You already know what we were looking for when it came to the property. Now for the house.
Growing up in a custom built home and with a Dad that worked construction (and working construction so much myself), I always planned to build my own house. So initially, our search was just for the property. I wanted vacant land, a blank slate, something that I could make completely my own.
Unfortunately, on the type of property we were looking for, a blank slate meant we’d have a lot of extra costs: septic, well, hydro, driveway. Never mind the plans, permits and actual construction costs.
So, the criteria evolved. We decided we wanted a house with “potential.” I won’t go as far as saying we wanted a fixer-upper, because for me “fixer-upper” means major problems. I wanted something that I could put work into and make it into the dream house I’d always envisaged. Matt was just hoping we ended up with something we could actually live in, because there were a few along the way that were a little iffy.
So here’s the house wish list:
- Traditional farmhouse look
- Useable basement (Matt’s biggest priority)
- Wood burning fireplace or the potential to have one
- At least 2,000 square feet
- Generous-sized rooms
- 3 bedrooms
- 2 bathrooms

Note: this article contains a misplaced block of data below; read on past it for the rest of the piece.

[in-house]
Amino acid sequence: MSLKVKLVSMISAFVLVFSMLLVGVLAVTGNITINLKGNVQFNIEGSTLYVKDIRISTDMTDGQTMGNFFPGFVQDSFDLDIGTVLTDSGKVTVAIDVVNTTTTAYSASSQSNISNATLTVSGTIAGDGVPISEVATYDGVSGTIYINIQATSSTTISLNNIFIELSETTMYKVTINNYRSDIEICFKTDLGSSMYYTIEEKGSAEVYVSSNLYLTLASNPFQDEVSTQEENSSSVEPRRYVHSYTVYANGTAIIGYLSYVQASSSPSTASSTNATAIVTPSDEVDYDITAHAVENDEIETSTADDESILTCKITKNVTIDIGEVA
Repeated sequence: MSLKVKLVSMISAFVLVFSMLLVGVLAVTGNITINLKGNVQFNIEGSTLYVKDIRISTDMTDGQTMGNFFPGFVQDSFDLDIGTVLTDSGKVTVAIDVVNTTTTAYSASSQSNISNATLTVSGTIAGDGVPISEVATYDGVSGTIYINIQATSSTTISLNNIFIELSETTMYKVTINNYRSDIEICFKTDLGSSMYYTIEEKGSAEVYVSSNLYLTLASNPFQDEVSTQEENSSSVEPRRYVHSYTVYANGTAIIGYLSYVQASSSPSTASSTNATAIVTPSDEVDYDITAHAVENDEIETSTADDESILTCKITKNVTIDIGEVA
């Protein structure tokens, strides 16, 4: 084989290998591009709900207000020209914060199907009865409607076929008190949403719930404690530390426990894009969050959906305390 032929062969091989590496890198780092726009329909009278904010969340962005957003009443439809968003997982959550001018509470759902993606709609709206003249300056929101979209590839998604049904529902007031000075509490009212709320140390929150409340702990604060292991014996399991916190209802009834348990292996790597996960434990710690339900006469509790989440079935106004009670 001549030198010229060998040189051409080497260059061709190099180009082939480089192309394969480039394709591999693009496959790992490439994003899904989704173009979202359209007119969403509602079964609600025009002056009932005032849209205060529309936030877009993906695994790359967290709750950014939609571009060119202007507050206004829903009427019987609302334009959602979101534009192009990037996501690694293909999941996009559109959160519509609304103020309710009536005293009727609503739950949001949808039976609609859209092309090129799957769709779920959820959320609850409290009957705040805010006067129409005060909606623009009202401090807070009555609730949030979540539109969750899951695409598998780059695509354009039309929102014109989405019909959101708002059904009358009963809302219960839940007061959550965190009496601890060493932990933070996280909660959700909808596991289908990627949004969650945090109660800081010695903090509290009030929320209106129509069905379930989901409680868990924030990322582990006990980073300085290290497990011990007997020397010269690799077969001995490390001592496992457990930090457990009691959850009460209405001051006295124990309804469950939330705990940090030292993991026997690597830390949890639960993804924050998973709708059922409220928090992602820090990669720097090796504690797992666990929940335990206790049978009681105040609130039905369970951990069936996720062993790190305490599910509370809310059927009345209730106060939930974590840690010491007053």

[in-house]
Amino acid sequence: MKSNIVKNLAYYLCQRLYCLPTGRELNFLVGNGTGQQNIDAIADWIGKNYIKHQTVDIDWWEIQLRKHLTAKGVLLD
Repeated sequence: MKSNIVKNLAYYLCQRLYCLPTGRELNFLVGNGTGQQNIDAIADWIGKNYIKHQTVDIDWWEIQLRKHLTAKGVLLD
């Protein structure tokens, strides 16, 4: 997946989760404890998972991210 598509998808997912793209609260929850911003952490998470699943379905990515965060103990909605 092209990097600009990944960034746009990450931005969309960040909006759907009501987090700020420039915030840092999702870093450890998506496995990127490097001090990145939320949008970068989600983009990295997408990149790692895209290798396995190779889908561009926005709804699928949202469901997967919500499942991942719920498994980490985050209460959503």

- No pool
And here’s what we ended up choosing:
It soon became clear that a few of our criteria were at odds. Old farmhouses for the most part don’t come with useable basements or generous-sized rooms. I eventually realized I wanted the old fashioned farmhouse exterior with a new, built for the way people live today interior.
So when we found a 30-40 year old bungalow with many of the elements we were looking for on the perfect property, we decided it was the one.
The house is just a smidge under 2,000 square feet. It has three bedrooms and two full baths, lots of closets and a huge useable basement.
On the potential front, this might be a bit more of a fixer-upper than we hoped for (to-do list includes new heating/cooling system, new roof, adding insulation, upgrades to the well and water system and dealing with some weird electrical before we get to the “fun” stuff), but we still think we made a good choice.
On the compromise side of things, there were two major things I compromised on. Here’s the first:
So I didn’t want a pool in the first place, and now I have one in the house! As far as we’ve been able to determine, the pool has not been used (or filled) in at least 2 years. There are some issues with the equipment, and there may be some issues with the pool itself. We’re not sure exactly what we’re going to end up doing with this space, but suffice it to say that you probably shouldn’t plan on bringing your bathing suit when you come to visit.
The biggest compromise is on the traditional farmhouse look. But I think there’s a solution for that one too. Don’t you think this…
… could become something like this?
Can you see it?
Obviously, this is a very long term renovation plan we’re working with. Good thing this is our forever house. We’re going to need to be here for awhile!